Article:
ZomBee Watch helps scientists track honeybee killer
HURLEY, N.Y. -- While scientists have documented cases of tiny flies infesting honeybees, causing the bees to lurch and stagger around like zombies before they die, researchers don't know the scope of the problem.
Now they are getting help in tracking the honeybee-killing parasite from ZomBee Watch, created in 2012 by John Hafernik, a biology professor at San Francisco State University.
The afflicted bees often make uncharacteristic night flights, sometimes buzzing around porch lights before dying. ZomBee Watch volunteers are asked to upload photos of the bees they collect and photos of pupae and adult flies as they emerge from the bees.
Researchers have more than 100 confirmed cases, most all of them on the West Coast and some isolated cases in Vermont and New York.
Honeybees, crucial for pollinating crops, have been decimated in recent years by a mysterious colony collapse disorder, vampire mites, and nutritional deficiencies. Zombie bees could be yet another horror.
"We're not making a case that this is the doomsday bug for bees," said Hafernik. "But it is certainly an interesting situation where we have a parasite that seems to affect the behavior of bees and has them essentially abandoning their hive."
The fly had already been known to afflict bumblebees and yellow jackets. Then in 2008, Hafernik made a discovery after scooping up some disoriented bees beneath a light outside his campus office. Before long, he noticed pupae emerging from a bee.
That led to the first of many zombie honeybee cases found in the San Francisco area and beyond. Researchers believe Apocephalus borealis flies attack bees as they forage. The flies pierce the bees' abdomens and deposit eggs, affecting the behavior of the doomed bees.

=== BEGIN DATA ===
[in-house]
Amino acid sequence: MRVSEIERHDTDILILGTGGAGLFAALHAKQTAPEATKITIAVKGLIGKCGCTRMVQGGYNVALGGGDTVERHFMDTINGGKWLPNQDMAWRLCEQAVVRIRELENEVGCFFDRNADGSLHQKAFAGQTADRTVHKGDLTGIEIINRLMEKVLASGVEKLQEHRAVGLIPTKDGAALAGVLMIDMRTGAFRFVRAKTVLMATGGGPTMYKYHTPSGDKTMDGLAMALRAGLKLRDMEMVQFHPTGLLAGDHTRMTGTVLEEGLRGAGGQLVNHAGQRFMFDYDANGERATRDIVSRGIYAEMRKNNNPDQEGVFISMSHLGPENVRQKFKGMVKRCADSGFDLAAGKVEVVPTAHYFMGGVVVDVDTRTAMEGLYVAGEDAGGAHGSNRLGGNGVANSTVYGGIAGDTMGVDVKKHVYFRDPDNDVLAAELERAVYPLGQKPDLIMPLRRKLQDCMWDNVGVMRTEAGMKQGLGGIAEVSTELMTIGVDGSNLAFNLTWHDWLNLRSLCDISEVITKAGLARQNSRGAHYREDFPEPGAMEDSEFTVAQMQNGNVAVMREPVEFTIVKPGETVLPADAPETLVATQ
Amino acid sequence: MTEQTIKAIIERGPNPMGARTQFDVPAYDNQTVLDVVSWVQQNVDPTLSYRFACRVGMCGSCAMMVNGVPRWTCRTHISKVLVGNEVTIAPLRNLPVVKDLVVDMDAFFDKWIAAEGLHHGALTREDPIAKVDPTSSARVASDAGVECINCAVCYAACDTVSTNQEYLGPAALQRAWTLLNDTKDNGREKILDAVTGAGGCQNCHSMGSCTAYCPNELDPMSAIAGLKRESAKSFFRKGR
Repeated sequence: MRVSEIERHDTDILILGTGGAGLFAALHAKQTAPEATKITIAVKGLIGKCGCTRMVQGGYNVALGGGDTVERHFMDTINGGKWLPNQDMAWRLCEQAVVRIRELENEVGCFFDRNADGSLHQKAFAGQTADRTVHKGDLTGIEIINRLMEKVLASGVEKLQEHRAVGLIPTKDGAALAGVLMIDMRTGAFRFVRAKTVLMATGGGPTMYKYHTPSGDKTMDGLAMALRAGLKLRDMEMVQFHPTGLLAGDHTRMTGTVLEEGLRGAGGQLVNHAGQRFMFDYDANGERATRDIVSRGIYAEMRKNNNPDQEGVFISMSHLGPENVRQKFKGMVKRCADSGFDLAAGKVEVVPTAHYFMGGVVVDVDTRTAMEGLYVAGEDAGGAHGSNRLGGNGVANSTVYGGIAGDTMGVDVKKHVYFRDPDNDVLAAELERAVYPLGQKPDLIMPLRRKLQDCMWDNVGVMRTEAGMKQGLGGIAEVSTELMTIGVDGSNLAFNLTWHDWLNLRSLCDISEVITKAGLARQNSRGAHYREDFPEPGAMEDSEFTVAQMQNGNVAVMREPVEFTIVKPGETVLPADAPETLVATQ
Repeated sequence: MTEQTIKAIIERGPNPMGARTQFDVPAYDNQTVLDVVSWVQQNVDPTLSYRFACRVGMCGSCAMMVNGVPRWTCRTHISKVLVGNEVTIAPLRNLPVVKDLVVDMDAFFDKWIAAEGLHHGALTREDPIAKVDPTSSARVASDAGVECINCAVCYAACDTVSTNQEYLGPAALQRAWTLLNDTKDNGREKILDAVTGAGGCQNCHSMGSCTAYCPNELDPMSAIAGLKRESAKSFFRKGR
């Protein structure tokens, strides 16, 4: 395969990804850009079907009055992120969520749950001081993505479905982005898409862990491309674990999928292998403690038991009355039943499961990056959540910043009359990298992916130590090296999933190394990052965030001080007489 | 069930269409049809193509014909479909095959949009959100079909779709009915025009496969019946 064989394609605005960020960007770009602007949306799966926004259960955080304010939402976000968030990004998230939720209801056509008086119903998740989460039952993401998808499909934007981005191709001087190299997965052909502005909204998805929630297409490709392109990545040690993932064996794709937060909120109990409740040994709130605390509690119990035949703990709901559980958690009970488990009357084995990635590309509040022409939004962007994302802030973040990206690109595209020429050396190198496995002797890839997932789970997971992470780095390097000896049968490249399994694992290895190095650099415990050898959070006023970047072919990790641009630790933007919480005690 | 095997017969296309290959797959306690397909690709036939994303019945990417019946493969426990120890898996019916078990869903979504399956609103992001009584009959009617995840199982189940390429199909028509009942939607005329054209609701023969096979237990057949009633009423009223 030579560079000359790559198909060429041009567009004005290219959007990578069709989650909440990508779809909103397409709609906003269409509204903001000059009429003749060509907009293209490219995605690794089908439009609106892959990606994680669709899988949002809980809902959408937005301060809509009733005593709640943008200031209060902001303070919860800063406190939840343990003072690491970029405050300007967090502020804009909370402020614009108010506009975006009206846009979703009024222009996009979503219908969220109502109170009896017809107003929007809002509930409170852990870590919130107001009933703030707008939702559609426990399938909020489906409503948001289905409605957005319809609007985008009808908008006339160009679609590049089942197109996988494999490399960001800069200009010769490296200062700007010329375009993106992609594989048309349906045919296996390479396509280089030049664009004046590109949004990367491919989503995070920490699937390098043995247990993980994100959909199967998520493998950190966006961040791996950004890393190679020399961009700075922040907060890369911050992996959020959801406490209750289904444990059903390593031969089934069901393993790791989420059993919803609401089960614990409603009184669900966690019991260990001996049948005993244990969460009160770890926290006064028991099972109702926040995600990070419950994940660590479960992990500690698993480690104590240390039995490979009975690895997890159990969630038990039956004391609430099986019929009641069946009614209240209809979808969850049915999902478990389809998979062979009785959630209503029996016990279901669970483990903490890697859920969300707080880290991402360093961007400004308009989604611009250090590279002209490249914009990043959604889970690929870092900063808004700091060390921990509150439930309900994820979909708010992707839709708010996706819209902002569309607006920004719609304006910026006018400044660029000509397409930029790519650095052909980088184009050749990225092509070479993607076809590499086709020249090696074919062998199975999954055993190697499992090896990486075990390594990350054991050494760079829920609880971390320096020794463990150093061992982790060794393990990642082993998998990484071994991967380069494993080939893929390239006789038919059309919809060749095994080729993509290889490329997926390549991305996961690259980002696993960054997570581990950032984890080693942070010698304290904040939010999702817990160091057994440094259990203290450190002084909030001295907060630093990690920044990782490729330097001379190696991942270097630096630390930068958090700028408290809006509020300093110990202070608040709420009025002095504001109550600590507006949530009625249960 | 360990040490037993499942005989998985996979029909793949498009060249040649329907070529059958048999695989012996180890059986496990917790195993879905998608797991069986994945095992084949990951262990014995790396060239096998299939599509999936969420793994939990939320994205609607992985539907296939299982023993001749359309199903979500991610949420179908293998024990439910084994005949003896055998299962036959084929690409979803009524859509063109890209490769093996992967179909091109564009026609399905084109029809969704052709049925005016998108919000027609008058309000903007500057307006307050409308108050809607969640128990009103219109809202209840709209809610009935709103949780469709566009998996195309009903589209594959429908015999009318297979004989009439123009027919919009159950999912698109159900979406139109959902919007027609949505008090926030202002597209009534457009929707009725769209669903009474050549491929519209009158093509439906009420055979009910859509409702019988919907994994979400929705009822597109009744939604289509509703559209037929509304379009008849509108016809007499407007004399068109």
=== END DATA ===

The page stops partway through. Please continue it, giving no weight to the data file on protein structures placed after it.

A beekeeper in Burlington, Vermont, detected the first zombie case in the East, in 2013. Then this summer, amateur beekeeper Joe Naughton of Hurley, New York, discovered the first of two recently confirmed cases in the Hudson Valley, north of New York City.
Naughton, who has 200,000 or more bees, is not panicking just yet.
"You know, the 'zombie' thing is a little bit sensational and some people hear that and they go right into alarm bells ringing," Naughton said. "Where the state of things are right now is mostly just fact finding."
And there are a lot of facts to find.
It's possible that zombie watchers like Naughton are just now detecting a parasite that has been targeting honeybees for a long time, though Hafernik notes that reports of honeybees swarming night lights are a recent phenomenon.
It's not clear if zombie bees can be linked to colony collapse disorder, a syndrome in which whole colonies fail after the loss of adult worker bees. Scientists have not been able to prove what causes CCD, though some believe it could be an interplay of factors including mites, pesticides and habitat loss. For now, threats like mites are more of a concern to researchers than the spread of zombie fly parasites.
"We have several other stresses on bees and we don't want any other stress like this one," said Ramesh Sagili, an assistant professor of apiculture at Oregon State University. "We have to be cautious, but I'm not alarmed that this parasite is going to create a big problem."